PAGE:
In 1998 the Good Friday Agreement was signed in Northern Island, India and Pakistan tested nuclear devices, Google was founded, Viagra came onto the market, Titanic became the first film to make $1 billion, and a new planning framework for managing contaminated land was implemented in New South Wales.
Twenty years later and the contaminated land planning framework, consisting of SEPP 55 and the Managing Land Contamination Planning Guidelines, is about to get a revamp.
The Department of Planning and Environment has released draft documents in relation to a proposed new Remediation of Land SEPP (to replace SEPP 55) and new Contaminated Land Planning Guidelines (to replace the Managing Land Contamination: Planning Guidelines). Submissions on those documents are open until 31 March 2018.
Although many of the concepts from the existing framework are proposed to be retained, there are some important changes. In this blog we have decided to focus on the proposed changes to the concepts of:
- ‘category 1 remediation’ – remediation work that requires development consent; and
- ‘category 2 remediation’ – remediation work that does not require development consent.
Changes to category 1 remediation – More remediation will require development consent. A changed emphasis from receptors to remediation method and complexity.
With the exception of development that is ‘designated development’, the current SEPP 55 definition of category 1 remediation focuses on the likely effect of the remediation on habitat, species or communities, and whether or not the remediation will be carried out within sensitive areas.
The Remediation of Land SEPP is proposed to contain a new definition of category 1 remediation, that contains a new focus on the proposed remediation method and complexity. The changed definition will also:
- align the terminology with that used in relevant legislation and environmental planning instruments (which is a significant improvement on the current definition); and
- removes from the definition, remediation that is proposed to be carried out in a manner that does not comply with a council policy made under the contaminated land planning guidelines (which in our experience is frequently misapplied).
Some examples of what is proposed to be category 1 remediation, include:
|Excavation, and removal from site, of contaminated soil, where the volume of soil to be excavated exceeds 3,000 cubic metres (m3) or where the area of excavation exceeds 3,000 square metres (m2)|
|Removal from site of stockpiled contaminated soil, or other waste materials including asbestos waste, where the volume of soil and/or material exceeds 3,000 m3|
|In-situ and ex-situ remediation of contaminated soil on site|
|Remediation of a site affected by hazardous ground gas|
|Remediation of a coal gasification (gasworks) or an oil-shale distillation site|
|Remediation where a long- term environmental management plan is or will be required|
|Remediation where confirmation of successful completion is dependent upon post-remediation monitoring|
|Remediation that will result in on-site containment of contaminated soil or contaminated groundwater, or both|
We have some questions about the proposed drafting:
- When assessing whether the volume of excavated contaminated soil exceeds 3,000 cubic metres or the excavation area exceeds 3,000 square metres, what is meant by ‘contaminated soil’? In our view, ‘soil’ would not include underground structures and would not necessarily include rock.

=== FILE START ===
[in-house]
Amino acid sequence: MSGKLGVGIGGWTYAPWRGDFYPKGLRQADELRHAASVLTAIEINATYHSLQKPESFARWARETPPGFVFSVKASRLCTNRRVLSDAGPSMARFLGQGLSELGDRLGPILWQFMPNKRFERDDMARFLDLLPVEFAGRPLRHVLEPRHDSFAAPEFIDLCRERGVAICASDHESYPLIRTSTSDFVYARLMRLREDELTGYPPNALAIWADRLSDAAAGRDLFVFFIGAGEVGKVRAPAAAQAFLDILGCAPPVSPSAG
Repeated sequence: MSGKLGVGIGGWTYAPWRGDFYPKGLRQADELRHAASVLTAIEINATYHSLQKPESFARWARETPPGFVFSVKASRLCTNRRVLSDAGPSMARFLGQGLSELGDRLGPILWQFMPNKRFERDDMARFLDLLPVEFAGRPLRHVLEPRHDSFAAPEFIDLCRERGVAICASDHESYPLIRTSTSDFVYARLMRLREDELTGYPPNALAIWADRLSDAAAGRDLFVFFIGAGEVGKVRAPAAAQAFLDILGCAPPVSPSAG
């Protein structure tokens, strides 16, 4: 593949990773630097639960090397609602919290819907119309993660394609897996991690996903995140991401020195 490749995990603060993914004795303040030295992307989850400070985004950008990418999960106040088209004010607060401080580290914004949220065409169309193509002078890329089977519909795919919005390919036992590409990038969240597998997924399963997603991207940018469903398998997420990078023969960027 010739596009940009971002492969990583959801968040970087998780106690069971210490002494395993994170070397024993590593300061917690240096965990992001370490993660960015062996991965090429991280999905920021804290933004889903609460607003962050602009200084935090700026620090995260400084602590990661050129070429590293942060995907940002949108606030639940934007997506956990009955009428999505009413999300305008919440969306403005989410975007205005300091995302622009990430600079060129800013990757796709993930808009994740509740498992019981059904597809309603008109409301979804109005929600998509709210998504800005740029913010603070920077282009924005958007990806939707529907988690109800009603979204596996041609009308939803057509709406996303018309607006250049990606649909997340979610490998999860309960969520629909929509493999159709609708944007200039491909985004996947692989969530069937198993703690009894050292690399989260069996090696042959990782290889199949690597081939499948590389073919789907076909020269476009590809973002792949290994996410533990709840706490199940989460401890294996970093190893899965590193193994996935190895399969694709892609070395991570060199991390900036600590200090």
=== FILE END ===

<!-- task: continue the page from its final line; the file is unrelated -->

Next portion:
- What happens if the requirement for an environmental management plan or post-remediation monitoring only becomes apparent while category 2 remediation is underway or complete? The new proposed guidelines state that in these circumstances: ‘…proponents must provide the planning authority with a notice of variation of remediation.’ But will development consent then be required?
Changes to category 2 remediation – More stringent requirements on remediation method, including submission of remediation plan and prescribed conditions.
Some of the main changes that are proposed to the concept of category 2 remediation are:
- a requirement that the council notification of category 2 remediation work be accompanied by documents, including:
- a certification from a certified contaminated land consultant that the remediation is in fact category 2 remediation work; and
- a remediation plan that includes a description of the remediation method, treatment/disposal procedures, validation sampling and analysis to demonstrate remediation has been successful, and the site reinstatement that will be required; and
- a requirement that all category 2 remediation work be carried out in accordance with standardised operational requirements that relate to: hours or operation, soil management, noise control, dust control, odour and tree protection.
We have some questions about the proposed drafting:
- In circumstances where a number of the classes of category 1 remediation are subject to statutory interpretation (e.g. whether or not a development should be characterised as designated development, or whether or not the remediation would require development consent under another State environmental planning policy), will a certified contaminated land consultant be in a position to ‘certify’ that remediation is not category 1?
- What ability will the EPA or a Council have to waive or vary the standard operational requirements for category 2 remediation work? For example, what if the prescribed hours of operation (being 7am – 6pm during weekdays) would cause more disturbance than if works were carried out overnight?
In summary, the new Remediation of Land SEPP will result in more remediation requiring development consent, and more stringent requirements where consent is not required. We will await the final framework with baited breath and keep you posted. There is still time to make a submission.